Bidding on the 12 new train sets to be supplied to the Gautrain rail system will begin in August, says Gauteng Roads and Transport MEC Dr Ismail Vadi.
“We have shortlisted three bidders and they will now submit their formal bids.”
Speaking at the Southern African Transport Conference (SATC) in Pretoria on Monday, he said growth in Gautrain ridership had increased faster than predicted, necessitating the new rolling stock.
“We’ll make an announcement on the winning bidder late this year, or early next year.”
He said the new rolling stock should be available within three years from this announcement.
Vadi noted that the Gautrain system was carrying 63 000 rail passengers a day, with 60% of this ridership black.
“The Gautrain has been a highly successful private-public partnership (PPP) for us and we can use this model for any PPP in future.”
Vadi added that plans were afoot to expand the Gautrain network by 140 km of track and 19 new stations.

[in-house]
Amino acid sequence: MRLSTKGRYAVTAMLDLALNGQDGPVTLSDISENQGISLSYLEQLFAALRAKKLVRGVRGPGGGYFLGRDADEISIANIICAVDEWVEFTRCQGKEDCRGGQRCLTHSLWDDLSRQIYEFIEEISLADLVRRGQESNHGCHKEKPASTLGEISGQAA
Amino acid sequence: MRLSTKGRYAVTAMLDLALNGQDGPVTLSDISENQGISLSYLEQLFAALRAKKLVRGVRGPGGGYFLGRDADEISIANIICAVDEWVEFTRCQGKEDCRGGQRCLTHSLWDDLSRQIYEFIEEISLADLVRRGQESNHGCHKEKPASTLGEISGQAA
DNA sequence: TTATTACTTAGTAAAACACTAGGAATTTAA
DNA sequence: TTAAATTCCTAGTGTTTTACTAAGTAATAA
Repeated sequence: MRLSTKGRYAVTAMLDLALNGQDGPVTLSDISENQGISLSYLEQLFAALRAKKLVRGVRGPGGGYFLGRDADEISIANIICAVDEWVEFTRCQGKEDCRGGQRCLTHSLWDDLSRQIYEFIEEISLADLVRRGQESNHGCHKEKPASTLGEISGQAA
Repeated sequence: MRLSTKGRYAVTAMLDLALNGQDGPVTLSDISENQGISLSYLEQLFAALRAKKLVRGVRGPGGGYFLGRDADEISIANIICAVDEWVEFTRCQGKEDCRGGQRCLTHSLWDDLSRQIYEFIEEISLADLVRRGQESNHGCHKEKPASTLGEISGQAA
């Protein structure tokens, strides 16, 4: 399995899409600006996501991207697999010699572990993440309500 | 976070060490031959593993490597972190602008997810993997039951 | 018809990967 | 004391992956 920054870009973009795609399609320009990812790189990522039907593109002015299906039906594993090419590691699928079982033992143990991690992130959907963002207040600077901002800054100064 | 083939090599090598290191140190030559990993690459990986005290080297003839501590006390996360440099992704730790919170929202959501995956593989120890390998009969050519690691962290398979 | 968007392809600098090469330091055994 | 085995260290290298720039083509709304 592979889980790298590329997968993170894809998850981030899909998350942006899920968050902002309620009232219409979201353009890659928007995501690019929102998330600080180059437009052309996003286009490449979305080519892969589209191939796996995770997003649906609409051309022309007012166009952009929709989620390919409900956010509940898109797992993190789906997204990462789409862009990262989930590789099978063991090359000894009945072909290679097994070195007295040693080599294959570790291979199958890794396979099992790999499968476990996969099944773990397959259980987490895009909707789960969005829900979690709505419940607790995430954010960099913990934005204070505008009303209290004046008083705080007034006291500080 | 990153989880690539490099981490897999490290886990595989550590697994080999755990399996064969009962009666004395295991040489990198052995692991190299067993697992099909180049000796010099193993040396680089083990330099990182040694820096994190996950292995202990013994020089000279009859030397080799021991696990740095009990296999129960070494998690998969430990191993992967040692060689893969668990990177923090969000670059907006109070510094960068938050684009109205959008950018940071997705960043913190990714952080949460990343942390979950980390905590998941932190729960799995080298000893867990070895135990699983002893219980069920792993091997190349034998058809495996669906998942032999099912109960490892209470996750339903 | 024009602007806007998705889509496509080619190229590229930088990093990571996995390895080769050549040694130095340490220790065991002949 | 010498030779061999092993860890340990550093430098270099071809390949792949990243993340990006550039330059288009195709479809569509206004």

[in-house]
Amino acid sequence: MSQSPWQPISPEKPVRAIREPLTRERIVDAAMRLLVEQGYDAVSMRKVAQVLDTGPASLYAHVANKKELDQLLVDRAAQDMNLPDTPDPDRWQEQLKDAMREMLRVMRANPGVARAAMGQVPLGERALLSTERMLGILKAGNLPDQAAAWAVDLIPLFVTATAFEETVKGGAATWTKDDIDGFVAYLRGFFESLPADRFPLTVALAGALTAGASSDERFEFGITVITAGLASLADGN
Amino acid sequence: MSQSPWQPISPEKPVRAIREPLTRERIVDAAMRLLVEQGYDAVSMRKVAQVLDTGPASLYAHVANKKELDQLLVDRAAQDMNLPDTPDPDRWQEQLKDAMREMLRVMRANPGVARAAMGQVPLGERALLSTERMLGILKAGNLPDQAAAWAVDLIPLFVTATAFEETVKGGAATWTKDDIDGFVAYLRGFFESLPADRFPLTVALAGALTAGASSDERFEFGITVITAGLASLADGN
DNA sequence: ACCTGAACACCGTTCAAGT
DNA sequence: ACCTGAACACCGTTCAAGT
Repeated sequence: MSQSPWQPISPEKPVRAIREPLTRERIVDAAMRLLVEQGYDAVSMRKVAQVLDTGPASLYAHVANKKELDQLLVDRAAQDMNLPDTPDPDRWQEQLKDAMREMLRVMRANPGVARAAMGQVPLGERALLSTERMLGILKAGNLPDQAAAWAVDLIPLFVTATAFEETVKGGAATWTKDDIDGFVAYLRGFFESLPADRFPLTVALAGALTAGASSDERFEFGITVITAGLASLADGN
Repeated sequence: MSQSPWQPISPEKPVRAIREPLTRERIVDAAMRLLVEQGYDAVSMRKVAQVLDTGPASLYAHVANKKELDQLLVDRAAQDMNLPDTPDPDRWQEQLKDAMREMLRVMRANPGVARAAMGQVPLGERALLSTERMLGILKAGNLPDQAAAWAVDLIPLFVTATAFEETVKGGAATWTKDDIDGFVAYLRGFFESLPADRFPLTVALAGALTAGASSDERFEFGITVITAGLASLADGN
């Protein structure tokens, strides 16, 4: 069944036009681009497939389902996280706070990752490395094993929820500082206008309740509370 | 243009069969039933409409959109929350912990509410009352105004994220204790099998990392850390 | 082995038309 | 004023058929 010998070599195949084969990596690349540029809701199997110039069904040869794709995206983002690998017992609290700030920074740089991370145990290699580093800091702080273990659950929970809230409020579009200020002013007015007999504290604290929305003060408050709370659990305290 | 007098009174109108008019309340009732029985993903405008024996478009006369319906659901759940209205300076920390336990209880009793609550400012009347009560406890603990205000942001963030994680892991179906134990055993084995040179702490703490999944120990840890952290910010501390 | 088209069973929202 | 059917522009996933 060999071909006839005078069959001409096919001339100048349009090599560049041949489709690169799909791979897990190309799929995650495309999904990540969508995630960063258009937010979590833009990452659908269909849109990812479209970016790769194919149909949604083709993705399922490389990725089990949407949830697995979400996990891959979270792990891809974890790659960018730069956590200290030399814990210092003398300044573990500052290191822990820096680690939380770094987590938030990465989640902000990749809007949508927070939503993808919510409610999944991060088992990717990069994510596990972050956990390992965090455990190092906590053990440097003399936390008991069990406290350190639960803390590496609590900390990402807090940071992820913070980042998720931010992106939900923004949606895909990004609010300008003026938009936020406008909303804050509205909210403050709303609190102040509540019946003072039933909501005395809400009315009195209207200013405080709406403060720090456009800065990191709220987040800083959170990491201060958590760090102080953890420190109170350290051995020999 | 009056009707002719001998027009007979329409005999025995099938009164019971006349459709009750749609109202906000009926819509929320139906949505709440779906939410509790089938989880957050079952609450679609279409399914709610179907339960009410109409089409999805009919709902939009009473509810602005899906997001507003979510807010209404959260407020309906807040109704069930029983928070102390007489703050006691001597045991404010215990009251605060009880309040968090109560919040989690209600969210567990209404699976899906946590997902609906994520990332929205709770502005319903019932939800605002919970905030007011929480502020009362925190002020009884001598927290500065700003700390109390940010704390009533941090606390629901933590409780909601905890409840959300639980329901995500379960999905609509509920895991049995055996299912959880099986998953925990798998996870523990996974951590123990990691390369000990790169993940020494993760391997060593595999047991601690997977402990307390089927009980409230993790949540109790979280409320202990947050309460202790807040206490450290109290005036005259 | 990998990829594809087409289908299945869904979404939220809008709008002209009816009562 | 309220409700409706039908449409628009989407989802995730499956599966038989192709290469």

Tshwane would secure six new stations, Ekurhuleni three and Johannesburg ten.
The capital intensive project would, however, be too big to build as one project, and would be broken up in five packages, to be constructed over a period of 25 years.
Initial planning sees construction of the first phase starting in 2021.
Securing government funding for the multibillion-rand project could, however, be difficult within a constrained economy.
Speaking at a media conference at the SATC, Transport Minister Joe Maswanganyi said national government would, in principle, support the expansion of the Gautrain system.
However, he emphasised that affordability would be a key issue in determining whether national government would provide funding to the project. The question of affordability linked not only to construction costs, but also to subsidies.
The Gautrain currently received around R850-million in subsidies a year.
Maswanganyi said his department was engaging the Gauteng government on what “an expansion of the Gautrain system would mean financially”.